Cameron Findlay

Chief economist, LendingTree.com, Charlotte, N.C.
At the end of the August, Federal Reserve Chairman Ben Bernanke disclosed the Fed will do “all it can” to rein in prevalent deflation concerns. Since then, rates have risen sharply, then fallen back in some larger-than-desirable magnitudes. This daily rate fluctuation means borrowers need to be cautious of when they lock and should shop the market to ensure they have received a competitive offer.
Chris Karageorge

Chris Karageorge

Senior home loan adviser, Universal American Mortgage Company, Wayzata, Minn.
With no “high importance” market reports or meetings taking place this week, the mortgage market should be influenced mostly by stocks. Still, I don’t see enough movement to affect rates very much.
David Kuiper

David Kuiper

Mortgage planner, First Place Bank, Holland, Mich.
While there are no positive economic reports being released, we are seeing rates having a difficult time going any lower. That’s partially due to technical resistance and partially due to capacity issues, with lenders writing record volumes right now. With a struggling employment picture and weakened consumer confidence, we’ll continue to see rates trade in a very narrow (and low) range.
Dick Lepre

Dick Lepre

Senior loan officer, RPM Mortgage, San Francisco
Treasury yields and mortgage rates are scraping bottom. We will soon see (at the beginning of November) the first estimate of third-quarter GDP. GDP is largely driven by consumers and the consumer is in a deleveraging mode and lacking confidence in leadership and the economy in general.
The best metric of consumer spending comes from the Consumer Metrics Institute index. It showed consumer spending decreasing starting this January. “Old school” metrics such as leading economic indicators and consumer confidence are seriously outdated. (The) Consumer Metrics (Institute) measures actual Internet sales and reports with a two- to three-day lag. (The) media reporting that “consumer confidence unexpectedly dropped” is rubbish. It unexpectedly dropped for those who believe the 1930s manufacturing-heavy metric makes sense in 2010.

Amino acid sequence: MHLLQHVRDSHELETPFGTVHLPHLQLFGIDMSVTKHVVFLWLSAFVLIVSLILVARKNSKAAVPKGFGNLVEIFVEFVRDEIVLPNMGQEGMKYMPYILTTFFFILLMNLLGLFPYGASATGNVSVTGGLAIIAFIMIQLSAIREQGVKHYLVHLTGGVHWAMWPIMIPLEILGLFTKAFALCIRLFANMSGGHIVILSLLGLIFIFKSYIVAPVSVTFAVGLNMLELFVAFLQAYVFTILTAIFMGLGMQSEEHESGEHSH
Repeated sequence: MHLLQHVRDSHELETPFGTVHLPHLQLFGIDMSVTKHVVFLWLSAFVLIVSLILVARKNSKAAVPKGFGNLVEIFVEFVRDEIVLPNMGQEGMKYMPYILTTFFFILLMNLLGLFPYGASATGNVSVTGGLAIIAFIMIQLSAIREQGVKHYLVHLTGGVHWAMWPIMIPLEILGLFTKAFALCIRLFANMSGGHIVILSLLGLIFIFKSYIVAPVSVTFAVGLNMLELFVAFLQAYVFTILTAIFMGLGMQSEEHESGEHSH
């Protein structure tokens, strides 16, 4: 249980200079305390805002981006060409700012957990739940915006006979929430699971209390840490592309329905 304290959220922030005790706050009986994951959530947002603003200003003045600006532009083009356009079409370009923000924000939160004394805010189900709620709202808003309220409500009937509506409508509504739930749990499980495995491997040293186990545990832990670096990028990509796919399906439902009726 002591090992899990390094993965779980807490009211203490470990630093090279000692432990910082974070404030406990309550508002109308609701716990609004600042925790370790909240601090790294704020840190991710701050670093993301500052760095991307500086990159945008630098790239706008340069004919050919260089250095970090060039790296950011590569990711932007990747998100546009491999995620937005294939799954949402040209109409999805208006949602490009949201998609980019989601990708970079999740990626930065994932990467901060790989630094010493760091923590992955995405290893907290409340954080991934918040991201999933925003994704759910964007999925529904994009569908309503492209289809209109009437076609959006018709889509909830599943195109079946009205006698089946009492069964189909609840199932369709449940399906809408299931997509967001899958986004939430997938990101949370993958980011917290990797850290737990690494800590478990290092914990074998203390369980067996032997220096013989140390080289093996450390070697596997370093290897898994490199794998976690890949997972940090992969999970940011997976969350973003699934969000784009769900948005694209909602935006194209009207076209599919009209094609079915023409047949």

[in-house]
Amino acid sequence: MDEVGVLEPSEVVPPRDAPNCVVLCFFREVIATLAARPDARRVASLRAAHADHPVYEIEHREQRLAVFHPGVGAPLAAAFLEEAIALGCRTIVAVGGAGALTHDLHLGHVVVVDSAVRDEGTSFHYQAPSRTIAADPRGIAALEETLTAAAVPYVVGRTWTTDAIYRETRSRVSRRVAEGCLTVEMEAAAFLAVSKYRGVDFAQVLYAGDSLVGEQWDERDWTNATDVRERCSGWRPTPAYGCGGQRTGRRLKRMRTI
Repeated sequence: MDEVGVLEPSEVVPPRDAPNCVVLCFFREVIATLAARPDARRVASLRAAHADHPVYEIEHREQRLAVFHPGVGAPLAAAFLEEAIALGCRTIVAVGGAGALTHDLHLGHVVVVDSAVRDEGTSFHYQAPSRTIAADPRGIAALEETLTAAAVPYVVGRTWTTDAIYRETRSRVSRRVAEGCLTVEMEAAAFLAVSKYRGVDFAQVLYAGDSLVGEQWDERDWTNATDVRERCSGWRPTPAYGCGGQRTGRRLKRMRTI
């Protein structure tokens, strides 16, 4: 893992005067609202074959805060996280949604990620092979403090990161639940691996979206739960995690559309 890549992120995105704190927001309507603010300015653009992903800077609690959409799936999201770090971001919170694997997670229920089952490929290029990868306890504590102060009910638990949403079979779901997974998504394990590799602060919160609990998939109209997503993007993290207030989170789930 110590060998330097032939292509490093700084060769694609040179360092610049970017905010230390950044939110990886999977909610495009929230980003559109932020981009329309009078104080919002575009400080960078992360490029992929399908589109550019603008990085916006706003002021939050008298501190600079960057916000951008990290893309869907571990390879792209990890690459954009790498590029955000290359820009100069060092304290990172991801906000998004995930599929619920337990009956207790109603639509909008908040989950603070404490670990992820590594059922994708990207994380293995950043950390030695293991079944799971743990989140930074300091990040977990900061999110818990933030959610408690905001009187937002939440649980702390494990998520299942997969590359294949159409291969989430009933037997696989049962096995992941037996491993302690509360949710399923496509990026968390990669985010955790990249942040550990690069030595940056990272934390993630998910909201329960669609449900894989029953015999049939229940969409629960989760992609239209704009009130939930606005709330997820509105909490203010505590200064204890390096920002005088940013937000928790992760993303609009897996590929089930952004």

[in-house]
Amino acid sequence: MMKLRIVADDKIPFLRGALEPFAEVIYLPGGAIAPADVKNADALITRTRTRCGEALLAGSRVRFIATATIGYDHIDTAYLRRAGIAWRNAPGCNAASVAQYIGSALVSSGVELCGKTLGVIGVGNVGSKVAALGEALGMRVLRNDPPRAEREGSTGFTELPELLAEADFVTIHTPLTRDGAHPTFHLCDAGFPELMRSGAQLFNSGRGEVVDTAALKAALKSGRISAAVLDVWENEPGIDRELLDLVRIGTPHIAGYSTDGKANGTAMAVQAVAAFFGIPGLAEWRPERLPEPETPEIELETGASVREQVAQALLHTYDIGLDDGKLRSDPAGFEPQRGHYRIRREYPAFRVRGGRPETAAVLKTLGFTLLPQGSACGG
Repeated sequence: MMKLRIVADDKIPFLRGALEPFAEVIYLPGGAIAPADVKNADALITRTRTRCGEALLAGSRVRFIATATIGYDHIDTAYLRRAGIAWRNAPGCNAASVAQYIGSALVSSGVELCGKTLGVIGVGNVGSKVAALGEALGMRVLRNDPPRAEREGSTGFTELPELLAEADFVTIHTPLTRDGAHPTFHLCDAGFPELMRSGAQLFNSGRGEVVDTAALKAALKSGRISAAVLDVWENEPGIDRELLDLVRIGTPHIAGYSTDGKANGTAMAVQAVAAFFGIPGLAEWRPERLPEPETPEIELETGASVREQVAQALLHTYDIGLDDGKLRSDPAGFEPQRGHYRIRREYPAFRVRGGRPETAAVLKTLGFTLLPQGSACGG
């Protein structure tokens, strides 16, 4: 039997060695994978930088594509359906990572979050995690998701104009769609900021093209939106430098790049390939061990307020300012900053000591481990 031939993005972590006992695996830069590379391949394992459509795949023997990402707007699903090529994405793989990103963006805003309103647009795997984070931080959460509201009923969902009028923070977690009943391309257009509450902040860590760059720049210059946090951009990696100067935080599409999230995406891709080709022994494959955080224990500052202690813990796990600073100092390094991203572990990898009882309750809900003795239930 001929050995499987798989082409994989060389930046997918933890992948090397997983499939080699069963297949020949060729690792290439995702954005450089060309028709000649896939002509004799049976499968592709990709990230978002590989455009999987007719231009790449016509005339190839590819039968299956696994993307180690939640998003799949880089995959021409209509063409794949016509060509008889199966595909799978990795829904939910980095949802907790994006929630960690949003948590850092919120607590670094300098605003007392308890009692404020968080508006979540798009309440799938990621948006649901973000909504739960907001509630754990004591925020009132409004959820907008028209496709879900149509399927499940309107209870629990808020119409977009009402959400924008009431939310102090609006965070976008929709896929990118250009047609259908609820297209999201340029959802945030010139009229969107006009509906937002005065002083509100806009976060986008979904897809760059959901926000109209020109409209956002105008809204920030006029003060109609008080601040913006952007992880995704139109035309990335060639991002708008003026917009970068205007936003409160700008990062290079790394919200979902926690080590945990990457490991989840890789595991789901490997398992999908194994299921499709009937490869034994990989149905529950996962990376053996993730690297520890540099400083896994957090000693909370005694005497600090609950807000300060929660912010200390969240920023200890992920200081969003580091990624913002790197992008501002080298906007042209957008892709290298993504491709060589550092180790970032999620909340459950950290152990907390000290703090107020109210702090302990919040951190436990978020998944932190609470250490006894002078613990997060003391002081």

Mitch Ohlbaum

Mitch Ohlbaum

Vice president of business development, Mortgage Capital Associates, Los Angeles
Rates are still quite low. As I write this, the 10-year Treasury is trading at 2.49 percent as it struggles to stay above the key 2.5 percent level. Unemployment remains stubbornly high while large corporations continue to build their war chests of cash at a spectacular rate. They are spending on IT and equipment but there few new jobs in sight.
The Federal Reserve is focused on lower long-term rates and is again considering buying Treasuries and mortgage-backed securities to accomplish this after being out of the market earlier this year. Inflation/deflation also continues to be on the mind of the Fed.
Jim Sahnger

Jim Sahnger

Mortgage consultant, Palm Beach Financial Network, Stuart, Fla.
Overall, rates should stay in a similar range to what we have seen the past few weeks.
That said, rates can change both during the day, and day to day. In some cases, they change a lot. When you can lock near the low of what your lender has offered the past month, take it.
 

Promoted Stories